“The construction of these turbines is set to take place in a nexus of activity of the North Atlantic right whale, a critically endangered baleen whale with a population of fewer than 400 specimens remaining in the world,” the group said in a statement Tuesday. The group also launched a website, ackrats.com, where it said, “We are concerned with the adverse impacts from the increased construction vessel traffic, pile driving, and operational noise on the critically endangered,” whales.
The Adams Township Board voted unanimously to impose a six-month moratorium on approving applications for commercial wind and solar projects Wednesday. Supervisor Gerald Heikkinen said the board would take the time to find more information about renewable power. “I know everybody in this room is probably against it, but there are still people that are for it, so we have to take the middle of the road,” he said. ”
The turbine issue was before the board on March 22, when Whyte gave the neighbors 15 minutes to talk about it and said he was worried that town officials would be angry at him for shutting down a turbine that brings in a profit to the town. In his motion to not investigate the turbines for their impact on public health, Whyte said he was considering the direct cost to taxpayers if the turbine was shut down.
Proposed legislation that would compensate Massachusetts residents who have been adversely affected by wind turbines reached the Joint Committee on Telecommunications, Utilities, and Energy last week during a virtual public hearing. ...Giving testimony at the hearing were Louise Grabowski, president of Wind Wise Massachusetts, and Lilli-Anne Green, Wellfleet’s delegate in the county assembly of delegates and secretary of the Wellfleet Energy and Climate Committee. Both gave three-minute-long testimonies in support of the bill. “I’ll speak to the health impacts standpoint, since that’s my field of expertise,” said Ms. Green. ...The symptoms that Ms. Green referenced are usually some combination of difficulty sleeping, fatigue, depression, irritability, aggressiveness, cognitive dysfunction, chest pain/pressure, headaches, joint pain, skin irritations, nausea, dizziness, tinnitus and stress.
Between December and May, almost a quarter of the right whale population may be present in the region, and the individual residence time for whales has increased to 13 days during the period, the study states. Visual and acoustic monitoring, from flight surveys and photography, showed consistent use of the wind energy area by a third of the species, including 30 per cent of breeding females. The study was funded by the Bureau of Ocean Energy Management, the federal agency responsible for permitting offshore wind development, as well as the state Clean Energy Center.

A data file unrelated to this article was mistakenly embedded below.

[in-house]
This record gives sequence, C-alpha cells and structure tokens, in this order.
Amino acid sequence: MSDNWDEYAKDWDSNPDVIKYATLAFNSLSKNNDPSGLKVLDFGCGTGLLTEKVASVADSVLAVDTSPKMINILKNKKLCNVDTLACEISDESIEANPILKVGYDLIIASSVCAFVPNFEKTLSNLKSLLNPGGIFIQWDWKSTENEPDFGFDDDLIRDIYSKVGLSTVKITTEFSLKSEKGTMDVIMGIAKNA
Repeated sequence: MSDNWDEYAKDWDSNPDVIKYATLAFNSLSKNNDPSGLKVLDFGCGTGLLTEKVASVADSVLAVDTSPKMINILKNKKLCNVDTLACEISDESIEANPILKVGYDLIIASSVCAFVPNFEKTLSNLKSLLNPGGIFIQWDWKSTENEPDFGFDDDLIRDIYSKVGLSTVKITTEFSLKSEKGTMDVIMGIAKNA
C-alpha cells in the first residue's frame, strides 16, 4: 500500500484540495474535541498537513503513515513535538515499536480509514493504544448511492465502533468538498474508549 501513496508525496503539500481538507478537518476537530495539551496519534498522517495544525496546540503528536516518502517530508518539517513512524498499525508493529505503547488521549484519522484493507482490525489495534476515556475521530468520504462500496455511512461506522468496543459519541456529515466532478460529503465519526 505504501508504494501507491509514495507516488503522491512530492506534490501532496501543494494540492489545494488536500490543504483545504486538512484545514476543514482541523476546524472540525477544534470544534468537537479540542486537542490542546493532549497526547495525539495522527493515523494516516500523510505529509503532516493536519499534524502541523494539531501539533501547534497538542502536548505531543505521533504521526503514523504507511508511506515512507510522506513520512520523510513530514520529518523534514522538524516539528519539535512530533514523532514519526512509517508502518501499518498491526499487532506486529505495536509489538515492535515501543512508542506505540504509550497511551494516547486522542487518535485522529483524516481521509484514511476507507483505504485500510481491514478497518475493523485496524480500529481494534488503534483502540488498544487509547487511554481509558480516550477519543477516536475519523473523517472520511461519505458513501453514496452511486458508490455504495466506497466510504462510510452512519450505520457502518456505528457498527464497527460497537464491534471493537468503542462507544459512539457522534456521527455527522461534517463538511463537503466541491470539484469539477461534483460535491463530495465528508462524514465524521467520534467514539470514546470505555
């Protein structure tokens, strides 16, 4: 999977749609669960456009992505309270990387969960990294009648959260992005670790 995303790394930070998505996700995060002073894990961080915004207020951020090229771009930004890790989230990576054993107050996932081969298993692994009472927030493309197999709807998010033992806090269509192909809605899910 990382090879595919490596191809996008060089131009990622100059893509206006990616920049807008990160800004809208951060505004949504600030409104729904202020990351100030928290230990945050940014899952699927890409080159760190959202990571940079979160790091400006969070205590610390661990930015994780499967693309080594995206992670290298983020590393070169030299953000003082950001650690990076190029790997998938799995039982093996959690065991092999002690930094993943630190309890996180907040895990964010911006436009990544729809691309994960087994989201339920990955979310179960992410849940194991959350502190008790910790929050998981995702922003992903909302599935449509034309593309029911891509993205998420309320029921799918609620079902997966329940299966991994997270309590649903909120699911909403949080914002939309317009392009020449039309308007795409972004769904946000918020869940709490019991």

Conducted by scientists with NOAA Fisheries, the New England Aquarium and the Center for Coastal Studies using aerial survey data from 2011 through 2019, the study found that 327 unique right whales have been spotted in the waters of southern New England, making the area a crucial habitat for a species teetering on the edge of extinction. Scientists estimate the North Atlantic right whale population at less than 400 total specimens, including approximately 100 breeding females.
Allco, which is represented by its senior general counsel Thomas Melone, further claims that the DOI has failed OCSLA's balancing test because commercial fishing boats will effectively have to abandon the wind farm's area due to difficulties navigating there. The current plan is for 62 wind turbines. Vineyard Wind's approval was quickly condemned by the fishing industry, which raised concerns about the project's impact on fish stocks and vessel traffic.
In a lawsuit filed yesterday with the U.S. District Court for the District of Massachusetts, Thomas Melone argued that federal regulators failed to consider Vineyard Wind’s impact on other ocean users, endangered species and onshore renewable developers. He asked the court to vacate the environmental permit for the 62-turbine project. The lawsuit offers an early test for the next generation of America’s offshore wind farms.
Beyond the benefits of clean energy and conservation, developers say the project also will create 3,658 full-time jobs in Massachusetts between 2019 and 2047. Sanfilippo is suspicious of the job claims. "Nowhere have they said how many people, how many fishermen, they're going to displace," she said. "It's like we don't exist and the fishing grounds don't exist."
The shadow flicker and noise concerns of the past won’t be revisited upon Kingston residents. The Board of Selectmen unanimously voted 5-0 Tuesday night against supporting Green Development LLC of Rhode Island’s proposal to replace Kingston’s controversial Independence wind turbine with a new one.
"This is really not an easy path forward,” said Emily Reichert, CEO of Greentown Labs, a green energy tech incubator in Somerville, Mass. “You have to prioritize safety and reliability and keep the lights on and the heat on for everyone and transition to the future.” The region can’t suddenly switch to cleaner sources of energy without ensuring that everyone’s energy needs can be met, said Dan Dolan, president of the New England Power Generators Association.